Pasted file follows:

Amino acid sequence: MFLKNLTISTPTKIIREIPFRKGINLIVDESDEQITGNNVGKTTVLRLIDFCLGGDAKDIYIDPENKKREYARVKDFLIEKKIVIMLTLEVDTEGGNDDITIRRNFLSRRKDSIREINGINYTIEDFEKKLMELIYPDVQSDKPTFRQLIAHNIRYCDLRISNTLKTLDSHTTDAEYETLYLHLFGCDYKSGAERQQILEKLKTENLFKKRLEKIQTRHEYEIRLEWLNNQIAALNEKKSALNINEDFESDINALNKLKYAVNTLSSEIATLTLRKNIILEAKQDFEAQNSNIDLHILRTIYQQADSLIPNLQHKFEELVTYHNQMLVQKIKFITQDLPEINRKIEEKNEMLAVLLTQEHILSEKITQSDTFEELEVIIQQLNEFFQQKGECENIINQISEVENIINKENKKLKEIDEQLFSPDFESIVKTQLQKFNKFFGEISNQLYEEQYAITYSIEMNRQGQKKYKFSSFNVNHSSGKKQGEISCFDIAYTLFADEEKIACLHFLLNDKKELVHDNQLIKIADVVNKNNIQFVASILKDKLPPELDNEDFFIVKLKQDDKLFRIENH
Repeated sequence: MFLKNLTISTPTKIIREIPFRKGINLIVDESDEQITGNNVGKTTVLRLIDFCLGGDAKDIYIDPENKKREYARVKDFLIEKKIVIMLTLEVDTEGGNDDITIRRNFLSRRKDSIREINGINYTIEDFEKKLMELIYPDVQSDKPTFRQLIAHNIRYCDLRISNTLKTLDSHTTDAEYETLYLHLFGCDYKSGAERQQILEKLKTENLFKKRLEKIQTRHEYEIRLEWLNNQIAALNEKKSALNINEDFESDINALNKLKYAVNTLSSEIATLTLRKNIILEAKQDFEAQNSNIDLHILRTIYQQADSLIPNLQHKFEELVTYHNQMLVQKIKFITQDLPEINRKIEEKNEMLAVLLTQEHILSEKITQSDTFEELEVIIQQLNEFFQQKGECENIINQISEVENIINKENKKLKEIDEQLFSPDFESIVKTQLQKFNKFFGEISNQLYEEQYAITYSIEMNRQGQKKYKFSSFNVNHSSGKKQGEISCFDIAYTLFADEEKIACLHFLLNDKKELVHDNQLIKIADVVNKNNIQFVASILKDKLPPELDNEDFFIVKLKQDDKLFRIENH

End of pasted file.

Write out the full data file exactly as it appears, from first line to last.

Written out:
Amino acid sequence: MFLKNLTISTPTKIIREIPFRKGINLIVDESDEQITGNNVGKTTVLRLIDFCLGGDAKDIYIDPENKKREYARVKDFLIEKKIVIMLTLEVDTEGGNDDITIRRNFLSRRKDSIREINGINYTIEDFEKKLMELIYPDVQSDKPTFRQLIAHNIRYCDLRISNTLKTLDSHTTDAEYETLYLHLFGCDYKSGAERQQILEKLKTENLFKKRLEKIQTRHEYEIRLEWLNNQIAALNEKKSALNINEDFESDINALNKLKYAVNTLSSEIATLTLRKNIILEAKQDFEAQNSNIDLHILRTIYQQADSLIPNLQHKFEELVTYHNQMLVQKIKFITQDLPEINRKIEEKNEMLAVLLTQEHILSEKITQSDTFEELEVIIQQLNEFFQQKGECENIINQISEVENIINKENKKLKEIDEQLFSPDFESIVKTQLQKFNKFFGEISNQLYEEQYAITYSIEMNRQGQKKYKFSSFNVNHSSGKKQGEISCFDIAYTLFADEEKIACLHFLLNDKKELVHDNQLIKIADVVNKNNIQFVASILKDKLPPELDNEDFFIVKLKQDDKLFRIENH
Repeated sequence: MFLKNLTISTPTKIIREIPFRKGINLIVDESDEQITGNNVGKTTVLRLIDFCLGGDAKDIYIDPENKKREYARVKDFLIEKKIVIMLTLEVDTEGGNDDITIRRNFLSRRKDSIREINGINYTIEDFEKKLMELIYPDVQSDKPTFRQLIAHNIRYCDLRISNTLKTLDSHTTDAEYETLYLHLFGCDYKSGAERQQILEKLKTENLFKKRLEKIQTRHEYEIRLEWLNNQIAALNEKKSALNINEDFESDINALNKLKYAVNTLSSEIATLTLRKNIILEAKQDFEAQNSNIDLHILRTIYQQADSLIPNLQHKFEELVTYHNQMLVQKIKFITQDLPEINRKIEEKNEMLAVLLTQEHILSEKITQSDTFEELEVIIQQLNEFFQQKGECENIINQISEVENIINKENKKLKEIDEQLFSPDFESIVKTQLQKFNKFFGEISNQLYEEQYAITYSIEMNRQGQKKYKFSSFNVNHSSGKKQGEISCFDIAYTLFADEEKIACLHFLLNDKKELVHDNQLIKIADVVNKNNIQFVASILKDKLPPELDNEDFFIVKLKQDDKLFRIENH